THE flooding that has ravaged York and left the area surrounding Clifford’s Tower resembling a moat look set to be repeated as autumn draws in amid fears the region’s sodden ground will struggle to absorb more rainfall.
While the worst of this week’s rain has eased off, forecasters are predicting weather conditions will remain unsettled throughout next month and the Environment Agency has warned this may leave water falling on soil already saturated by the washout summer and this week’s torrential downpours with nowhere to go but straight into rivers.
It could cause waterways to rise to dangerous levels like those seen in the River Ouse yesterday morning, when levels were more than five metres higher than the summer average, the second highest since records began.
It would also spell more misery for the region’s farmers, whose harvests were hit hard by the summer floods and whose waterlogged fields are now posing major difficulties for drilling and planting for next year’s crops.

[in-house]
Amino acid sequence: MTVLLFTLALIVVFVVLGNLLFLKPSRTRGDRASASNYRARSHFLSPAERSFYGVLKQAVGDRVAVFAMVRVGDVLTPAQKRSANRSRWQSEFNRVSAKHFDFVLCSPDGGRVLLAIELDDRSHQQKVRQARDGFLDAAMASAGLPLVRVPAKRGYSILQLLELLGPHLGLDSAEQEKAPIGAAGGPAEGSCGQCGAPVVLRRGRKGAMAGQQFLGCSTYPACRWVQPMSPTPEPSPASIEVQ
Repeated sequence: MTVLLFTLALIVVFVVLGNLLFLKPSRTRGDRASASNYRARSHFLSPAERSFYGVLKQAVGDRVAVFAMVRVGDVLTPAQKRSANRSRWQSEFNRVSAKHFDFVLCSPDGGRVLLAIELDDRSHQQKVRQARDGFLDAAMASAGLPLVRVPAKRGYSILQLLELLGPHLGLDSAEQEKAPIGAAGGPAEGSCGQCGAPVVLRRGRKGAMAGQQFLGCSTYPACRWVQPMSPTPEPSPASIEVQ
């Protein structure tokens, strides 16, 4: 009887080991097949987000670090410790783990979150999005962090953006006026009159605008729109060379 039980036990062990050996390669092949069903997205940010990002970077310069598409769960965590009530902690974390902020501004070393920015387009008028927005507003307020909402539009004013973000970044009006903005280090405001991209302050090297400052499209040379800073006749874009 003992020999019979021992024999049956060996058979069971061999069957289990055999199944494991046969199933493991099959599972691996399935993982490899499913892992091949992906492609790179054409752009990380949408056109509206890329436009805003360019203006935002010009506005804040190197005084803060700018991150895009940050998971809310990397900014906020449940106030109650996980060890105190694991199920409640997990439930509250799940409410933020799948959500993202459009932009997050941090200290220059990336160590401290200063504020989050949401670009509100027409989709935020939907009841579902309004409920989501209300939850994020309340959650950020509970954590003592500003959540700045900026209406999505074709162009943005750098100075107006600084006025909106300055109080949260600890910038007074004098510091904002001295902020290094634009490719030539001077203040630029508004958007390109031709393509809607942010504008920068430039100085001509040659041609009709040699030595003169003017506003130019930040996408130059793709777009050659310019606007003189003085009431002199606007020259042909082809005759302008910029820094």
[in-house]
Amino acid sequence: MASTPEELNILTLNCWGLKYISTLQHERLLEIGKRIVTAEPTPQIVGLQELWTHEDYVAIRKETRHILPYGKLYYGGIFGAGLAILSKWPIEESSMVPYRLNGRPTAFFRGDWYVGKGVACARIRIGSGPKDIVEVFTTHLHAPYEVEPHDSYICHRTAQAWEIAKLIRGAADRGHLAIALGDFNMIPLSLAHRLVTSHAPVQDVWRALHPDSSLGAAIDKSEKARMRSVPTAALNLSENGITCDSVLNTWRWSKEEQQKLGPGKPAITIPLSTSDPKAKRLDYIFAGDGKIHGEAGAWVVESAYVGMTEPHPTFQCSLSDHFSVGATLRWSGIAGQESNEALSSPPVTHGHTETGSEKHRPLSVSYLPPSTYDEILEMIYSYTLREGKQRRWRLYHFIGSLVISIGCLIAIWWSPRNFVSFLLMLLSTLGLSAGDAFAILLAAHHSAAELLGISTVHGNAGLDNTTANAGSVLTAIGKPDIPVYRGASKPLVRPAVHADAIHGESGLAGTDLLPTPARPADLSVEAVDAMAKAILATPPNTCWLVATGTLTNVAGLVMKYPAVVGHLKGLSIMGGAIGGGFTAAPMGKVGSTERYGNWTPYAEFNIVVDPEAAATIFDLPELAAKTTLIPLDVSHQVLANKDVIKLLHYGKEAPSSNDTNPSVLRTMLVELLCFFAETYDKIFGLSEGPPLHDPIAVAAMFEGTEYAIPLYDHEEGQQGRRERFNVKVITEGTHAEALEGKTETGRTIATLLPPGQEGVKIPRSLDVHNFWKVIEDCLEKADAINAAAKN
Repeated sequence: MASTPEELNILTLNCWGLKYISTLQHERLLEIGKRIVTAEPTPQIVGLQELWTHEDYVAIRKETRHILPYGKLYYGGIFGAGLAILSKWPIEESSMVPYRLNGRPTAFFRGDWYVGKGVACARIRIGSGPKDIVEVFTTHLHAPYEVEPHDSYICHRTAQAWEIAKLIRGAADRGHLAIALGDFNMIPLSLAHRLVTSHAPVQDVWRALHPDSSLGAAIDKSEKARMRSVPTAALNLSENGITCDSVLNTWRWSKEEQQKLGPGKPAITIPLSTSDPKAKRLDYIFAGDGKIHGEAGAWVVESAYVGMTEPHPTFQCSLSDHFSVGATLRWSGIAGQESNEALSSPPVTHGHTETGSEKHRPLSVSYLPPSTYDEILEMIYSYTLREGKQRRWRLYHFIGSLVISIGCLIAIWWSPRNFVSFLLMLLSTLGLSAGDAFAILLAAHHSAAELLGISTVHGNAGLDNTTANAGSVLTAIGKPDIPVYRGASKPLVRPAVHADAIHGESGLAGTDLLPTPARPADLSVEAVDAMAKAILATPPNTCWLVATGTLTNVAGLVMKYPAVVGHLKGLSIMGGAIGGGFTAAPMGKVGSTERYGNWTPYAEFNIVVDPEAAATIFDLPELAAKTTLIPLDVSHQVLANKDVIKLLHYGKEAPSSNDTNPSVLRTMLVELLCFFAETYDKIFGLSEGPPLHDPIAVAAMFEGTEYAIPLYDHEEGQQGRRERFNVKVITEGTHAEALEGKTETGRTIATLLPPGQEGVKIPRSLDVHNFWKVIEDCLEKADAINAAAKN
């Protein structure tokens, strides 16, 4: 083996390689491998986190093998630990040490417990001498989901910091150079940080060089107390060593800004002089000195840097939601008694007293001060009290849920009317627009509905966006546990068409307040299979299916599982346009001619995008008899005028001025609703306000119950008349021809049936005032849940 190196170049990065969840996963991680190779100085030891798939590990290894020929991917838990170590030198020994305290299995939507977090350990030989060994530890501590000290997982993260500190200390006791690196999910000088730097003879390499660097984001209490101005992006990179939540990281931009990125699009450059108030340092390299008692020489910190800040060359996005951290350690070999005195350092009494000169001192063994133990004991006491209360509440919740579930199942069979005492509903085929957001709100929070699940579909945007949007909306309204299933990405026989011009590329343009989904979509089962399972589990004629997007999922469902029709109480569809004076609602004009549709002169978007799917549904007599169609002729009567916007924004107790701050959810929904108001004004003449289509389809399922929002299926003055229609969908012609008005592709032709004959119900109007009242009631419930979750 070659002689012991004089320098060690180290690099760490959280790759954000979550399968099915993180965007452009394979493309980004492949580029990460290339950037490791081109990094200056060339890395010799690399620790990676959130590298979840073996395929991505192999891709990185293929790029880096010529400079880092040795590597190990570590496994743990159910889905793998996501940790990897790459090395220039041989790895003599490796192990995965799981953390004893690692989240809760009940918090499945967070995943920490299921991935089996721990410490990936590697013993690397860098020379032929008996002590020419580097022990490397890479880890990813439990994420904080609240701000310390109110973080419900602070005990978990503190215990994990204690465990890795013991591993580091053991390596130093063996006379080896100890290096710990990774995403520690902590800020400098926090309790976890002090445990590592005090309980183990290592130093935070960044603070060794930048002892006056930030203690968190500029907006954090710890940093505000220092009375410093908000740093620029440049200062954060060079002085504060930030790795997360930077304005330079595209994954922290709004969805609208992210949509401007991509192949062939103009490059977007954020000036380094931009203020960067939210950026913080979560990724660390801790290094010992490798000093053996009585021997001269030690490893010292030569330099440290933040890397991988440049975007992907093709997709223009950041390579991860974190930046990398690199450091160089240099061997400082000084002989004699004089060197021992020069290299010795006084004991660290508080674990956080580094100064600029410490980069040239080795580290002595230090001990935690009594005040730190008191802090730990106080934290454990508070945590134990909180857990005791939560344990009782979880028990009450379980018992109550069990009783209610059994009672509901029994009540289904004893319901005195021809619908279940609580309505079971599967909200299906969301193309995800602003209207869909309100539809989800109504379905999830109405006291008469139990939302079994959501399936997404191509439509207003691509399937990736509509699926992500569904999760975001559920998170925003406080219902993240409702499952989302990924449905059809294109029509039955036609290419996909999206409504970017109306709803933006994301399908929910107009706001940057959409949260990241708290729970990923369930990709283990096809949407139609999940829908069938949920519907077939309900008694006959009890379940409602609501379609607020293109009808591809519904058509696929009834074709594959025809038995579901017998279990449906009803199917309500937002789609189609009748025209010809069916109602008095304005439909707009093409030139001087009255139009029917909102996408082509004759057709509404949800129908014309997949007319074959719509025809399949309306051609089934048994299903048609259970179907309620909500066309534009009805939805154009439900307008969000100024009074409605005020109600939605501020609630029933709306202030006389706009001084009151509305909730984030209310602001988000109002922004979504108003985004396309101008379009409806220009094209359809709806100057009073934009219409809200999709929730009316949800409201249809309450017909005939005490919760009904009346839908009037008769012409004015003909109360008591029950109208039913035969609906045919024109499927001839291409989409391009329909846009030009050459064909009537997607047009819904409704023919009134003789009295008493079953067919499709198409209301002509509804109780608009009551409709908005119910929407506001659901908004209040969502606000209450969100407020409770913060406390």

An Environment Agency spokeswoman said: “If it does continue to remain wet, then obviously the water hasn’t got anywhere to go other than straight into the rivers, so it does increase the risk of further flooding.”
The legacy of the summer floods has exacerbated the devastation of this week, which has seen the UK’s most intense September storm for 30 years.
“In the last week there has been exceptionally high rainfall, in some places 150mm in the last four days, so there would have been flooding anyway,” she said. “But the wet summer has led to the ground not being able to take as much water.”
Around 300 homes have been inundated in North Yorkshire as floodwater has moved down the river system and a number of people have had to be rescued from the York and Selby areas.